Unbelievable, but Neurovascular bioelectronics medicine company, Synchron, tested the Strentrode in Australia, a tool that helps people who have lost control of their body control computers using their brain.
According to Synchron CEO Thomas Oxley, this is a breakthrough moment for the field of brain-computer interfaces. He says that they have delivered a fully implantable, take home, wireless technology that does not need open brain surgery, which functions to restore freedoms for people with a severe disability.
Significantly, the new device has successfully experimented on two participants with paralysis from amyotrophic lateral sclerosis (ALS). While it varies from person to person, ALS symptoms include weak muscles, disability of using arms and legs, and twitching or cramping of muscles.
The study was published on October 28. According to which the two patients were able to manage a Windows 10 operating system to text, manage finances, and online shop. Interestingly, the first participant was capable of using the device unsupervised after 86 days.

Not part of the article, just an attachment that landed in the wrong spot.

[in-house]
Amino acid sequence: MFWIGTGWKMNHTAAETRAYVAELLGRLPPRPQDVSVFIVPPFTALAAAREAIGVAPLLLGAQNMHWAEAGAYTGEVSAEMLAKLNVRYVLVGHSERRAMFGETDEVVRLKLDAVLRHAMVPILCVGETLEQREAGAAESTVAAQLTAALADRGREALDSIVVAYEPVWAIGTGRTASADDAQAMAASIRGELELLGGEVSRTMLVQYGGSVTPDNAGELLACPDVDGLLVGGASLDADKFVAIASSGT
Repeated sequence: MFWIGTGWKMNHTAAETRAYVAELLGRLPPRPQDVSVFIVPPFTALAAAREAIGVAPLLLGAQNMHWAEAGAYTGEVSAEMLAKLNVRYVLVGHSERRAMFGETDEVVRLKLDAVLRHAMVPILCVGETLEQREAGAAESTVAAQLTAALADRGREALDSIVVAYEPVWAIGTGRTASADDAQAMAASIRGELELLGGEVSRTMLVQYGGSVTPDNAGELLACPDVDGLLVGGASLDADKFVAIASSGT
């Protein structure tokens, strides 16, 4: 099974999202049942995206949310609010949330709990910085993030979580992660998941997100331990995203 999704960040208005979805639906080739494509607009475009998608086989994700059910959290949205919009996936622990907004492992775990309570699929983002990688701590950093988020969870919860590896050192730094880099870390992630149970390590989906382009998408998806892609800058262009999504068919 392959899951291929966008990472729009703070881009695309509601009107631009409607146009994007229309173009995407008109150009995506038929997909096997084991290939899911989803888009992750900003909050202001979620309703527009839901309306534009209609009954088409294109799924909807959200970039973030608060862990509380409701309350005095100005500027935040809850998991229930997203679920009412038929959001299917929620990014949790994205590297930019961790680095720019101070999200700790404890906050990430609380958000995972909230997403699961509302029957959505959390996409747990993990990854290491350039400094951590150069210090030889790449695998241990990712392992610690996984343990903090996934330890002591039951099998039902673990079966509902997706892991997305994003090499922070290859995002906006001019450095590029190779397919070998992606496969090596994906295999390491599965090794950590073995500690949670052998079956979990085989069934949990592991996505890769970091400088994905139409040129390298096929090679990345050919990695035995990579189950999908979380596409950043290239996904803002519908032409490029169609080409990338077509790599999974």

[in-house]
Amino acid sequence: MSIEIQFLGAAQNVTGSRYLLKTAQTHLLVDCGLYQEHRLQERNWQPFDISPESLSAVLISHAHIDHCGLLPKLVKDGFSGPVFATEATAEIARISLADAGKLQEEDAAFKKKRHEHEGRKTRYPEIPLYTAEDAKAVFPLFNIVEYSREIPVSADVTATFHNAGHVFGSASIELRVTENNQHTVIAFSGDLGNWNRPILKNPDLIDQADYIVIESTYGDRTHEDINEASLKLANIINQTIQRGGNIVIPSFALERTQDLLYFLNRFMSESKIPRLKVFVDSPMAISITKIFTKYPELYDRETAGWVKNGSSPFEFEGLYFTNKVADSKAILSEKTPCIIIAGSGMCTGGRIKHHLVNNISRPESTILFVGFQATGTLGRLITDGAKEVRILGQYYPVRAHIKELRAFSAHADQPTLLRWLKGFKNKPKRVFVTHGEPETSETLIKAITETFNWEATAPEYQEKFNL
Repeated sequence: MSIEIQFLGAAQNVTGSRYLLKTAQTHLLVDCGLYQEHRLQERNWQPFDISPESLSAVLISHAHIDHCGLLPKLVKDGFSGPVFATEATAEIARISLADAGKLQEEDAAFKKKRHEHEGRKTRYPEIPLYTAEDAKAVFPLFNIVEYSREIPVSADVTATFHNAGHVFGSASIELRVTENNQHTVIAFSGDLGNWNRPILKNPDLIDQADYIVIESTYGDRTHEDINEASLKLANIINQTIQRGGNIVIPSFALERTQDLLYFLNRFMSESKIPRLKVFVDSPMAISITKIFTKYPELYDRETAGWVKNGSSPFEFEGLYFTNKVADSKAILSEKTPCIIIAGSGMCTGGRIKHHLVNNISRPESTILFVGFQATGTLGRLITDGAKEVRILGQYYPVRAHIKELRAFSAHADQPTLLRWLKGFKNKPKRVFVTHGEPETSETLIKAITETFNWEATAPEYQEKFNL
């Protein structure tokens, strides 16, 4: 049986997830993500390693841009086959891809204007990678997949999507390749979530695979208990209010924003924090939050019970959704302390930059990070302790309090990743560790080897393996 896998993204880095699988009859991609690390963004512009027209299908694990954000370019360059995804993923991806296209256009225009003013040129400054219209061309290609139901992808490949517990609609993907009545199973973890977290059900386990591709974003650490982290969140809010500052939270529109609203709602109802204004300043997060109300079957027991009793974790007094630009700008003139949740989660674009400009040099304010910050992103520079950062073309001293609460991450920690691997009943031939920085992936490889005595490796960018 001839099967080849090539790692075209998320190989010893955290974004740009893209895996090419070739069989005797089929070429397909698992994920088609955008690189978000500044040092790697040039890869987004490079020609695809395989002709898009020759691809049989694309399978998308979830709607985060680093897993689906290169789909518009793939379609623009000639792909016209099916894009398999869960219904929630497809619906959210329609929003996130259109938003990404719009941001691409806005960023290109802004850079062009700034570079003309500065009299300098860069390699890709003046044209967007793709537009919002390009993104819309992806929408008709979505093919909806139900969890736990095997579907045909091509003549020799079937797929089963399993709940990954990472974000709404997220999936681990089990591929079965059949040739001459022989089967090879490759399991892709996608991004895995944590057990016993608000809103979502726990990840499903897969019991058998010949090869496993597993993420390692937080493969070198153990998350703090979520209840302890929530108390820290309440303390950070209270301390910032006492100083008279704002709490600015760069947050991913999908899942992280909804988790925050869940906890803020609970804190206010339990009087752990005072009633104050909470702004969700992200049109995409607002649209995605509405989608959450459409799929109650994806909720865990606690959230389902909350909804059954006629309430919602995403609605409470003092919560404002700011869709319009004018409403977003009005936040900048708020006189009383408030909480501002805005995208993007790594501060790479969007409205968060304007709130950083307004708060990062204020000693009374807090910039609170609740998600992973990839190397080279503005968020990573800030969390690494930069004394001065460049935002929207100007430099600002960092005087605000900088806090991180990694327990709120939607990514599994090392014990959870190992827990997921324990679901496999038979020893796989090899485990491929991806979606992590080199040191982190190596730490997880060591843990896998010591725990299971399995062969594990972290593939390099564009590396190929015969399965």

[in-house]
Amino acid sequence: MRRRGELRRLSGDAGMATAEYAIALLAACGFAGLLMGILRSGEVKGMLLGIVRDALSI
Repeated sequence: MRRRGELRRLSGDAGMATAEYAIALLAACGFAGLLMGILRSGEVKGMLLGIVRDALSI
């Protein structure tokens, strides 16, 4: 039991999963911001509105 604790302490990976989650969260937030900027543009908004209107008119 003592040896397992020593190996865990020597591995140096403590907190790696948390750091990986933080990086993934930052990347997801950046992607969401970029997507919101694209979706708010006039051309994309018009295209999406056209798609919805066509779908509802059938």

Meanwhile, the second participant was able to do so after 71 days. The first participant could achieve a typing task average click selection accuracy of 92.6 per cent. Meanwhile, the second participant could achieve 93.2 per cent accuracy.
Stentrode works like a brain Bluetooth
Additionally, Synchron announced in a video that the Stentrode works like a brain Bluetooth. According to Synchron CEO, Thomas Oxley, they use the blood vessels as the natural highway into the brain and lace the inside of the blood vessels with electrodes or sensors that can record the brain’s activity.
Signals produced by the brain become rendered by the computer and made into acts like zoom and left-click. And an eye-tracker is utilized to control the cursor. Significantly, there is no requirement for a keyboard or mouse.
One of the participants was Graham Felstead, who stated that using the Stentrode changed his life. The new feature has enabled him to be productive again, including shopping, banking, and assigning tasks. Graham Felstead said that it’s incredible to gain this level of independence back.
Moreover, the United States’ Food and Drug Administration has yet to approve the widespread use of the technology. Synchron also aims to manage more tests.
Except for this, in 2018, Nissan revealed research on technology that could enable vehicles to read signals from the driver’s brain. In 2016, Boston-based startup Neurable produced a virtual reality game controlled by the player’s mind.